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Client Story Development Technology

About Myster

Myster, a German company with the motto: “Sorgenfrei renovieren” (translating to “renovate worry-free”), allowed its customers just that – the ability to renovate their homes or offices without worrying about which expert to contact and if it is going to be completed in time because Myster handled that for them.

By using its established network of handymen and experts in the fields of painting, window and floor set-up, Myster was able to provide its customers with the guarantee that their house renovation is going to be perfect and on time.

Our collaboration

Tilde Loop was selected to collaborate with Myster’s in-house development team and external consultants to create a new application that would integrate React, a JavaScript library, and Shopify, an e-commerce platform.

Initially, the idea was to use Shopify fully, creating a new storefront and adding all necessary logic to it and keeping everything on Shopify’s side.

The store would need to have an app embedded in it that would allow the user to customize their cart (which is basic Shopify functionality), but, it should only render products based on user data provided by Myster’s home-building partners, automatically add services based on the product the user chose, and automatically choose the quantity of supplies needed on a room-by-room basis, and many more things.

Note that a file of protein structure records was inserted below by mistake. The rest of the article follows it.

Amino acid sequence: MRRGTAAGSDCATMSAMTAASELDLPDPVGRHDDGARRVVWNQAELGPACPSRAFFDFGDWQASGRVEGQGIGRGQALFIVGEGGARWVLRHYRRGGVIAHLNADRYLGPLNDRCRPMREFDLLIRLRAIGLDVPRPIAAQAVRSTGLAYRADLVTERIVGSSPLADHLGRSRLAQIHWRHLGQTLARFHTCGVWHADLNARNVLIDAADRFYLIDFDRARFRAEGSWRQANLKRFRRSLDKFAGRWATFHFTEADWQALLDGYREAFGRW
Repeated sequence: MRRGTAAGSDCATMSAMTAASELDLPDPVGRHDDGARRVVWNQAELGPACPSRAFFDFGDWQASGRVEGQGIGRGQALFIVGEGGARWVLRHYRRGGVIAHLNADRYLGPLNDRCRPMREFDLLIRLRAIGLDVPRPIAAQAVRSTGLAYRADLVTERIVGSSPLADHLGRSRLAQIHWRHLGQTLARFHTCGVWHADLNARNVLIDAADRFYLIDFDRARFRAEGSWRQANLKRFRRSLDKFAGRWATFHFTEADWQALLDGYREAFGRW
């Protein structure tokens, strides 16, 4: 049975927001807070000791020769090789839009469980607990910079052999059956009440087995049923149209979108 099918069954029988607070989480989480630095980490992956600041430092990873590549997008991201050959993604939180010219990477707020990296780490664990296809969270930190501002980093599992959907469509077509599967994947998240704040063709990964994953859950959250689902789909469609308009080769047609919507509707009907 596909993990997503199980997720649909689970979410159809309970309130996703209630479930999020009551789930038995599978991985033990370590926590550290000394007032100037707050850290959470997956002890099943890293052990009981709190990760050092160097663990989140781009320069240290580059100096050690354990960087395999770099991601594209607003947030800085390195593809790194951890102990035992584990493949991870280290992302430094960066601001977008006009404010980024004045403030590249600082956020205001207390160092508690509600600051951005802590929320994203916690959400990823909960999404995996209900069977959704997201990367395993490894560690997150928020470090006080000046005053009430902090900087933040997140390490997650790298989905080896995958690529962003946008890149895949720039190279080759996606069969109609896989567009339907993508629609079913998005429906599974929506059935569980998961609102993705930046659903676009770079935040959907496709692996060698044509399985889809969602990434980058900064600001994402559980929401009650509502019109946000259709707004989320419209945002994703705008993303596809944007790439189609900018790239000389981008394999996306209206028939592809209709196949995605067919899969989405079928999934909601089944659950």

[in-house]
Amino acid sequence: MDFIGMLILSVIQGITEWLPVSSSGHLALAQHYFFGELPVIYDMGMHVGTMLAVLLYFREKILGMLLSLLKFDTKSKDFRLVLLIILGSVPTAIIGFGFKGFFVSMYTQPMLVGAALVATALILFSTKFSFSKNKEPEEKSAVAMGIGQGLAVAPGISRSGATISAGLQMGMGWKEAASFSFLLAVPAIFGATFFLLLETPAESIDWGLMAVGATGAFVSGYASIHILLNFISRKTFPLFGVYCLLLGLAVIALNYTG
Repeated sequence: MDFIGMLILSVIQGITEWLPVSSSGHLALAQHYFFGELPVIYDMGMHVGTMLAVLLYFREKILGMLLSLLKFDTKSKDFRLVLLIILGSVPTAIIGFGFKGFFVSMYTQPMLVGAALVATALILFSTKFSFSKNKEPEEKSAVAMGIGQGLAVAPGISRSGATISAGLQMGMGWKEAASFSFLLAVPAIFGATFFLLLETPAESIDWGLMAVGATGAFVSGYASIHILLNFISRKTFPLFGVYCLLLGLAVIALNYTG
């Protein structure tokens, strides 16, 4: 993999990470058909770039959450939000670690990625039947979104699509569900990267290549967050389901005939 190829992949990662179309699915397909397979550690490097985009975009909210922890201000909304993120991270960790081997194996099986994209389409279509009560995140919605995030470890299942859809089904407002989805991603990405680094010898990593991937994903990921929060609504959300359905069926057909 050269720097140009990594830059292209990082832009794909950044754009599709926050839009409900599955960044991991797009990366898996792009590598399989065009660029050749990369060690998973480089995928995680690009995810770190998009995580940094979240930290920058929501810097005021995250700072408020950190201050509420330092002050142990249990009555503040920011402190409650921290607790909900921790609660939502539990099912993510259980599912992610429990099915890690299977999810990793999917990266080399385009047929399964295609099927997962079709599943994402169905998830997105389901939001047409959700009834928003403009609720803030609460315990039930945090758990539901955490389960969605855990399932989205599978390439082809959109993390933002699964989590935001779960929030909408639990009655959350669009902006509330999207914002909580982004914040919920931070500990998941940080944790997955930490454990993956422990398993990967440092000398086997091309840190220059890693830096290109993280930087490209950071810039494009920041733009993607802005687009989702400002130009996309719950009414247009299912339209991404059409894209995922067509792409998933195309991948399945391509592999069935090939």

With these conditions set-up, we set out to find Shopify approved apps that we could connect with the store and handle all these features.

Unfortunately, the applications available weren’t really capable of handling a lot of these requirements. While there are calculators that will give a result based on area parameters, there wasn’t any support for product variants, and while the store’s Liquid theme can be edited to suit the design and Myster’s CI, giving it the functionality it needs is a completely different story, as it would then need an embedded application that would override some of Shopify’s functionality with our own.

For that reason, we decided to use a different approach.
The Shopify store remained, and it was used as a gateway to a React application.

We still used Shopify’s backend for products, for storing customers’ personal data and billing/invoicing. 

On our own backend, we stored building data that would be displayed to the customers (paired to the Shopify backend by using the customer’s Shopify ID as a common value).

On the frontend, we displayed all the functionality that we couldn’t do on the Shopify store and more.

First off, an Admin page was created, that allowed Myster employees to choose which users to grant access to the website.
Secondly, registration and callback pages were created for new customers and old customers who want to make changes.

Once the customer was cleared, they were able to choose products for each room in their new house on a floor-by-floor basis in a sleek and responsive UI.

While the project diverted from its initial idea of a Shopify store with connected applications for functionality into a React application interconnected with Myster and Shopify backend, it really shows that with the right combination of technologies a wide variety of things can be achieved.